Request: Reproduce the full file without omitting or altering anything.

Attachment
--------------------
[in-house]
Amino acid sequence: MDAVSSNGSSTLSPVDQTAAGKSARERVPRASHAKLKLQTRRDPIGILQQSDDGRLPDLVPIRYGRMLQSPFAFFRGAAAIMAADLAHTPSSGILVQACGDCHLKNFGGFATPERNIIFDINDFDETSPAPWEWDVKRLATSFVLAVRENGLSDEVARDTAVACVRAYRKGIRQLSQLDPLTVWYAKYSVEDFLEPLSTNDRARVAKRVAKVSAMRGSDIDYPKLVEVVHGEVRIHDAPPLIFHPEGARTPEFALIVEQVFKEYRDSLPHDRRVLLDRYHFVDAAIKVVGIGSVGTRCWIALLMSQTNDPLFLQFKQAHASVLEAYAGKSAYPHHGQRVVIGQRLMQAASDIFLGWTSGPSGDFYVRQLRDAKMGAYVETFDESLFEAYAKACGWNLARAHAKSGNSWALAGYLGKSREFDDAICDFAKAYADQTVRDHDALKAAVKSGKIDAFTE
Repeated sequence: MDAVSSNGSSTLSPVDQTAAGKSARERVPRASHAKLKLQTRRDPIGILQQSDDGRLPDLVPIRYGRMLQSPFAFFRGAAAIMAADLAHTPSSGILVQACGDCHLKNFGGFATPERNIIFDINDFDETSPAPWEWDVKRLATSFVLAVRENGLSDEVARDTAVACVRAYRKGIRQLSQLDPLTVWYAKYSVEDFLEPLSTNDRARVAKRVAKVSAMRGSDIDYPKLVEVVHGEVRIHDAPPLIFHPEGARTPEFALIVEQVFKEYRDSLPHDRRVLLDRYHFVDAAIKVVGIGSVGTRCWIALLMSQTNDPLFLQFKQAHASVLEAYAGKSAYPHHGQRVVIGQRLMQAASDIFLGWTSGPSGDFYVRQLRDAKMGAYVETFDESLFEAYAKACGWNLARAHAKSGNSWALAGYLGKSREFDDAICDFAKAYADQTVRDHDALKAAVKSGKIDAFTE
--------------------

[in-house]
Amino acid sequence: MDAVSSNGSSTLSPVDQTAAGKSARERVPRASHAKLKLQTRRDPIGILQQSDDGRLPDLVPIRYGRMLQSPFAFFRGAAAIMAADLAHTPSSGILVQACGDCHLKNFGGFATPERNIIFDINDFDETSPAPWEWDVKRLATSFVLAVRENGLSDEVARDTAVACVRAYRKGIRQLSQLDPLTVWYAKYSVEDFLEPLSTNDRARVAKRVAKVSAMRGSDIDYPKLVEVVHGEVRIHDAPPLIFHPEGARTPEFALIVEQVFKEYRDSLPHDRRVLLDRYHFVDAAIKVVGIGSVGTRCWIALLMSQTNDPLFLQFKQAHASVLEAYAGKSAYPHHGQRVVIGQRLMQAASDIFLGWTSGPSGDFYVRQLRDAKMGAYVETFDESLFEAYAKACGWNLARAHAKSGNSWALAGYLGKSREFDDAICDFAKAYADQTVRDHDALKAAVKSGKIDAFTE
Repeated sequence: MDAVSSNGSSTLSPVDQTAAGKSARERVPRASHAKLKLQTRRDPIGILQQSDDGRLPDLVPIRYGRMLQSPFAFFRGAAAIMAADLAHTPSSGILVQACGDCHLKNFGGFATPERNIIFDINDFDETSPAPWEWDVKRLATSFVLAVRENGLSDEVARDTAVACVRAYRKGIRQLSQLDPLTVWYAKYSVEDFLEPLSTNDRARVAKRVAKVSAMRGSDIDYPKLVEVVHGEVRIHDAPPLIFHPEGARTPEFALIVEQVFKEYRDSLPHDRRVLLDRYHFVDAAIKVVGIGSVGTRCWIALLMSQTNDPLFLQFKQAHASVLEAYAGKSAYPHHGQRVVIGQRLMQAASDIFLGWTSGPSGDFYVRQLRDAKMGAYVETFDESLFEAYAKACGWNLARAHAKSGNSWALAGYLGKSREFDDAICDFAKAYADQTVRDHDALKAAVKSGKIDAFTE